Corks went pop and champagne flowed in the Minnesota (2-4) clubhouse after a 6-1 win over Oakland. Such festivities are usually reserved for momentous victories, which was precisely what the Twins felt their triumph was because it ended Minnesota's losing streak at nine games. The ninth loss had been particularly painful, Dan Ford having driven in seven runs, including a go-ahead pair in the 12th, before the A's pulled it out 9-8. Footing the bill for the bubbly was Rod Carew, who had called a pregame meeting to tell his younger teammates not to be downhearted and then whacked four hits.
Texas (6-1) was the only team to gain on first-place Oakland. Richie Zisk topped off his four-homer, 10-RBI week with two game-winning home runs. One of Zisk's clouts came in the 11th and did in Detroit 2-1, and the other was a two-run drive in the ninth that stunned Boston 5-4. First Baseman Mike Hargrove homered in three games in a row and also executed the hidden-ball trick to nab Cleveland's Paul Dade off first.
Willie Wilson of the Royals (4-3) put his extraordinary speed to good use. During an 11-2 rout of Milwaukee, Wilson turned a routine double into a triple; in another inning he stole second and scampered home on an infield single. There were, though, two blue notes for Kansas City: Third Baseman George Brett was expected to be out for 10 days with a shoulder contusion, and injury-plagued Pitcher Steve Busby was sent to the minors after being clubbed by the Brewers.
Ron Fairly's first two homers of the season helped California (4-2) dispose of Toronto 5-4 and 5-0. Pitching the shutout was Nolan Ryan, who struck out 11 as he tossed a two-hitter. Frank Tanana's fifth win was a 5-1 four-hitter against Seattle.
Wilbur Wood of Chicago (1-5) earned his first victory when he beat Detroit 7-2. But the White Sox, who were shut out only twice all last season, got few other runs and were whitewashed for the third time this year.
A massive traffic jam kept Seattle Manager Darrell Johnson from making it to Anaheim Stadium Monday night. In his absence the Mariners (3-4) beat the Angels 6-5. Friday night Johnson watched in dismay as the Mariners had traffic problems of their own. In the first two innings against Detroit, six of the first 10 Mariners hit safely and another walked, yet Seattle scored just once as four runners were cut down trying to stretch hits or steal bases.
OAK 15-5 KC 13-5 CAL 14-6 TEX 8-10 CHI 6-11 MINN 8-15 SEA 7-18
Detroit's youth movement has received most of the publicity, but last week it was the rejuvenation of the geriatric set that kept the Tigers (5-2) in front. Rusty Staub, 34, hit .393 and had eight RBIs, and Aurelio Rodriguez, 30, belied his .237 career average with .364 hitting. At week's end his .429 was leading the majors. Jack Billingham, 35, beat Chicago 4-1 for his third win without a loss. And John Hiller, 35, earned a win and a save as he gave up only one run and three hits in seven innings of relief.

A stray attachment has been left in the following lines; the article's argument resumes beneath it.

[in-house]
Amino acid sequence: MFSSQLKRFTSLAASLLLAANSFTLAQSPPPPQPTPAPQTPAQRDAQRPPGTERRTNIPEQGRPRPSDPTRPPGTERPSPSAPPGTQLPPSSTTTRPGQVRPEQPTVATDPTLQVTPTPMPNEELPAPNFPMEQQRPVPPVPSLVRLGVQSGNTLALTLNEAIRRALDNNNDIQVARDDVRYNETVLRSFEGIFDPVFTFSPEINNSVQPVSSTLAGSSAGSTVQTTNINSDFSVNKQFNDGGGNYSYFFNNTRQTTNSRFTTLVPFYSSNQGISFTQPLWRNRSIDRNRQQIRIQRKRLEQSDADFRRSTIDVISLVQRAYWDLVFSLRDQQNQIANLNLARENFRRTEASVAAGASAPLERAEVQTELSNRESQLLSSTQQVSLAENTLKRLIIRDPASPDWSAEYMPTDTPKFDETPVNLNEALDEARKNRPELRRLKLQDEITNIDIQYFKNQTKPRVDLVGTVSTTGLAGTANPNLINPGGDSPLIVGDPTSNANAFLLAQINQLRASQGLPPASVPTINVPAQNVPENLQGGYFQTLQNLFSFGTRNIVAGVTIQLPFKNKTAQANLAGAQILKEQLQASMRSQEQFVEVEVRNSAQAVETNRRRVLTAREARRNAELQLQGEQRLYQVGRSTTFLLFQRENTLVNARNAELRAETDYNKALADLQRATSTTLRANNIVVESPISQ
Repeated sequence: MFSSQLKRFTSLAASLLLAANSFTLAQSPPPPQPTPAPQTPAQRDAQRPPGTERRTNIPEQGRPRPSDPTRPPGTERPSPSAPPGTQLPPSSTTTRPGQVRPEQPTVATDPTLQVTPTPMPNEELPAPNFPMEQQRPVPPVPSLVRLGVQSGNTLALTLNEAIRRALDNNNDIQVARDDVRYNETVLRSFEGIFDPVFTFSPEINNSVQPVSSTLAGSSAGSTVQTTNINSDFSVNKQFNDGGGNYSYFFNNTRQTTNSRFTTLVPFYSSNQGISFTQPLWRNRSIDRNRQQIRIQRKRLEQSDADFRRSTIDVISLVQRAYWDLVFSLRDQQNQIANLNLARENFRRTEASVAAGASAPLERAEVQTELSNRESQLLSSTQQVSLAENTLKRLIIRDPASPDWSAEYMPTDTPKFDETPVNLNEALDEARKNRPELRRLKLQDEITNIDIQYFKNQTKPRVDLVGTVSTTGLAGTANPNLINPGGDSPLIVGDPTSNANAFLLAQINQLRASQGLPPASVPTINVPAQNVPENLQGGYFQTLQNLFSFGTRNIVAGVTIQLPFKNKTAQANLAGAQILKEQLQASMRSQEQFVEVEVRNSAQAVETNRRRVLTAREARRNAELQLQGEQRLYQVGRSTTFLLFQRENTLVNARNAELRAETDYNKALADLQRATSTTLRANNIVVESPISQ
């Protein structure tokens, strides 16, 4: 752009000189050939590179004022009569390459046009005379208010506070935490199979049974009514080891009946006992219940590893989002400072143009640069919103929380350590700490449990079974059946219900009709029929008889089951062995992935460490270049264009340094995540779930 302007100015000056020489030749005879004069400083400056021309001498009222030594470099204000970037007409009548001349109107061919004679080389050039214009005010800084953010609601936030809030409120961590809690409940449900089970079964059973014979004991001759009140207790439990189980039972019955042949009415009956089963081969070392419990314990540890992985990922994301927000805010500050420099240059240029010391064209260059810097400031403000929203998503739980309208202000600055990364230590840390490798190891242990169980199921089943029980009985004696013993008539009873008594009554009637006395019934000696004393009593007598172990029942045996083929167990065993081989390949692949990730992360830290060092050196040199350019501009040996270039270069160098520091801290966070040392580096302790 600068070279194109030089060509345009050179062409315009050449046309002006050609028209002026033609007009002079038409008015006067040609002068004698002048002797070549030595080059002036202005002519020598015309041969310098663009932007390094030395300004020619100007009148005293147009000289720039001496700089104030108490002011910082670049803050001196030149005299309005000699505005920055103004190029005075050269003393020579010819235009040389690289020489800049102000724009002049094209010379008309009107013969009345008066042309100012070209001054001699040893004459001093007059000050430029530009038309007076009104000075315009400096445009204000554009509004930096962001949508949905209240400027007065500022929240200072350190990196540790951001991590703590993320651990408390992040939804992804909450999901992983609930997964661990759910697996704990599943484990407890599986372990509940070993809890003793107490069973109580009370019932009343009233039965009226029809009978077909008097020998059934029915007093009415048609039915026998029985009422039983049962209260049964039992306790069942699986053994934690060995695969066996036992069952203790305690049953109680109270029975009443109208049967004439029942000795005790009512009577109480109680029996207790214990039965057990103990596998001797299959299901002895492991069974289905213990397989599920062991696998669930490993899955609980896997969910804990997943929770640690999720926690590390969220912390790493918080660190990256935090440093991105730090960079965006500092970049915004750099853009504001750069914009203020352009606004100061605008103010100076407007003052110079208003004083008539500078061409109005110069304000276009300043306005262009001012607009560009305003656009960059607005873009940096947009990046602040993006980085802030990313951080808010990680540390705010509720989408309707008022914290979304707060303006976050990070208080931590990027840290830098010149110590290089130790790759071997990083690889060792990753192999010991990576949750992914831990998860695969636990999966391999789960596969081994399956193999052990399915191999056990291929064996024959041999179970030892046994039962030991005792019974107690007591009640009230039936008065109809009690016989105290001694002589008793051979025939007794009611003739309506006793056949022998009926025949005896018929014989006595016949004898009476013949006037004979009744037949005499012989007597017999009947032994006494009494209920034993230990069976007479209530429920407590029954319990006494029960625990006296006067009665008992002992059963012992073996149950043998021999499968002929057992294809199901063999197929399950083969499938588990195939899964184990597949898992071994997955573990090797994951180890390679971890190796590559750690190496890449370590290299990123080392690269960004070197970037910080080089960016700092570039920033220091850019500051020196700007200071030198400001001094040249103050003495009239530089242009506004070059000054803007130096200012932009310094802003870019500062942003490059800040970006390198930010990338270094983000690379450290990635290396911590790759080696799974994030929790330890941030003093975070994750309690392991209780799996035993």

Three pitching stalwarts faltered for Boston (2-4). Reliever Bill Campbell faced two batters in Texas, gave up a single and a homer and lost 5-4. After being clobbered by Cleveland in a 10-7 loss, Dennis Eckersley said, "I just don't have a good popping fastball and my breaking ball is lazy, sloppy." Mike Torrez, a 6-4 loser in Milwaukee, said, "No fastball. No curve. No slider. No zip." There were no complaints from Bill Lee (4-0), who trimmed the Brewers 4-3.
Perhaps fearful that whatever goes down might come up, Ron Guidry of New York (3-2) was removed in the eighth inning against Baltimore after swallowing tobacco juice while trying to make a fielding play. The Yankees won that game 8-2 with an eight-run fifth in which they had seven straight singles, one short of the league record.
Heeding the advice of Rod Carew, Cecil Cooper of Milwaukee (2-3) has been crouching at the plate. The change has straightened out Cooper's hitting. He batted .381 and unloaded his sixth and seventh homers, one of which helped defeat Boston 6-4.
Baltimore (2-3) has led the league in defense in each of the past four seasons, averaging slightly under 115 errors. This year, however, the Birds already have made 20 errors, including six last week. Reliever Don Stanhouse, who is unscored on in 10‚Äö√Ñ√∂‚àö√±‚àö¬® innings, notched his fourth and fifth saves.
Don Hood of Cleveland (4-4) matched his 1977 victory total as he won twice. With relief help from Jim Kern, Hood beat Toronto 4-2; Hood and Mike Paxton then defeated Oakland 6-2 on three hits.
For Toronto (3-4) there were demoralizing losses and impressive triumphs. Five errors in one game and 13 stranded runners in another led to setbacks. But Jesse Jefferson mowed down Chicago 4-0 with a three-hitter. For offense, the Blue Jays relied on Rico Carty (four homers) and ninth-inning hits by Roy Howell, whose two-run homer beat the Royals 3-1, and Willie Upshaw, whose two-run double toppled Kansas City 8-7.
DET 13-4 BOS 11-8 NY 9-9 MIL 9-10 CLEV 8-10 BALT 7-11 TOR 7-13
PLAYER OF THE WEEK
JEFF BURROUGHS: Eight RBIs and two homers were only part of the Atlanta outfielder's productivity, which also included eight consecutive hits (two shy of the National League record) and a .778 average (14 for 18).